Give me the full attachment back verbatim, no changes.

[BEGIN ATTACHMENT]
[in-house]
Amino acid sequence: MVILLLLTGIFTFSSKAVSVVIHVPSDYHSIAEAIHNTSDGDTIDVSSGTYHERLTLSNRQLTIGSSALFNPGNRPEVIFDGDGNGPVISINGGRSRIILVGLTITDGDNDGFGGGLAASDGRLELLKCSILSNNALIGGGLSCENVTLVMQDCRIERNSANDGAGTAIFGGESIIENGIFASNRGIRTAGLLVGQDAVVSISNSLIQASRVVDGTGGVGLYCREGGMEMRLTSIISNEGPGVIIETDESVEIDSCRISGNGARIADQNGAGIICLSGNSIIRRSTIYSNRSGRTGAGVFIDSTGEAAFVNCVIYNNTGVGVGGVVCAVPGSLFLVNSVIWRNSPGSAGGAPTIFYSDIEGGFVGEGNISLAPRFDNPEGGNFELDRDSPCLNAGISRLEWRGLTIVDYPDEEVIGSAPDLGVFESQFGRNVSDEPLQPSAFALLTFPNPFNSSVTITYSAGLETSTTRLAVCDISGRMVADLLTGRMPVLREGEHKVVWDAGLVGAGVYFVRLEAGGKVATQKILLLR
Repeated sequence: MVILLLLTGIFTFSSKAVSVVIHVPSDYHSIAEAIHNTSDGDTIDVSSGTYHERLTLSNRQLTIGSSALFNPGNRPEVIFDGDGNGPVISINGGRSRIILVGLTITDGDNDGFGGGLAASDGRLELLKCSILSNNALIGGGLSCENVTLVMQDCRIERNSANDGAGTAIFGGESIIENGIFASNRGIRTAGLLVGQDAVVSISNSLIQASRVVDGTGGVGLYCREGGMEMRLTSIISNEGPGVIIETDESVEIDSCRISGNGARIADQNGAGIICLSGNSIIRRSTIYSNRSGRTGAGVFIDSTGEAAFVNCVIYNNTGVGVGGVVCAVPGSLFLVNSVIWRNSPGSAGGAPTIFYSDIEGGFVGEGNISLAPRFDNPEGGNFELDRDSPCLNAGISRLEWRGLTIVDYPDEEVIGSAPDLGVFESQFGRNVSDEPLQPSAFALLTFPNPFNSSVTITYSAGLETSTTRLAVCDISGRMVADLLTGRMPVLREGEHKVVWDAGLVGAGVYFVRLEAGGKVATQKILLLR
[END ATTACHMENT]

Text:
[in-house]
Amino acid sequence: MVILLLLTGIFTFSSKAVSVVIHVPSDYHSIAEAIHNTSDGDTIDVSSGTYHERLTLSNRQLTIGSSALFNPGNRPEVIFDGDGNGPVISINGGRSRIILVGLTITDGDNDGFGGGLAASDGRLELLKCSILSNNALIGGGLSCENVTLVMQDCRIERNSANDGAGTAIFGGESIIENGIFASNRGIRTAGLLVGQDAVVSISNSLIQASRVVDGTGGVGLYCREGGMEMRLTSIISNEGPGVIIETDESVEIDSCRISGNGARIADQNGAGIICLSGNSIIRRSTIYSNRSGRTGAGVFIDSTGEAAFVNCVIYNNTGVGVGGVVCAVPGSLFLVNSVIWRNSPGSAGGAPTIFYSDIEGGFVGEGNISLAPRFDNPEGGNFELDRDSPCLNAGISRLEWRGLTIVDYPDEEVIGSAPDLGVFESQFGRNVSDEPLQPSAFALLTFPNPFNSSVTITYSAGLETSTTRLAVCDISGRMVADLLTGRMPVLREGEHKVVWDAGLVGAGVYFVRLEAGGKVATQKILLLR
Repeated sequence: MVILLLLTGIFTFSSKAVSVVIHVPSDYHSIAEAIHNTSDGDTIDVSSGTYHERLTLSNRQLTIGSSALFNPGNRPEVIFDGDGNGPVISINGGRSRIILVGLTITDGDNDGFGGGLAASDGRLELLKCSILSNNALIGGGLSCENVTLVMQDCRIERNSANDGAGTAIFGGESIIENGIFASNRGIRTAGLLVGQDAVVSISNSLIQASRVVDGTGGVGLYCREGGMEMRLTSIISNEGPGVIIETDESVEIDSCRISGNGARIADQNGAGIICLSGNSIIRRSTIYSNRSGRTGAGVFIDSTGEAAFVNCVIYNNTGVGVGGVVCAVPGSLFLVNSVIWRNSPGSAGGAPTIFYSDIEGGFVGEGNISLAPRFDNPEGGNFELDRDSPCLNAGISRLEWRGLTIVDYPDEEVIGSAPDLGVFESQFGRNVSDEPLQPSAFALLTFPNPFNSSVTITYSAGLETSTTRLAVCDISGRMVADLLTGRMPVLREGEHKVVWDAGLVGAGVYFVRLEAGGKVATQKILLLR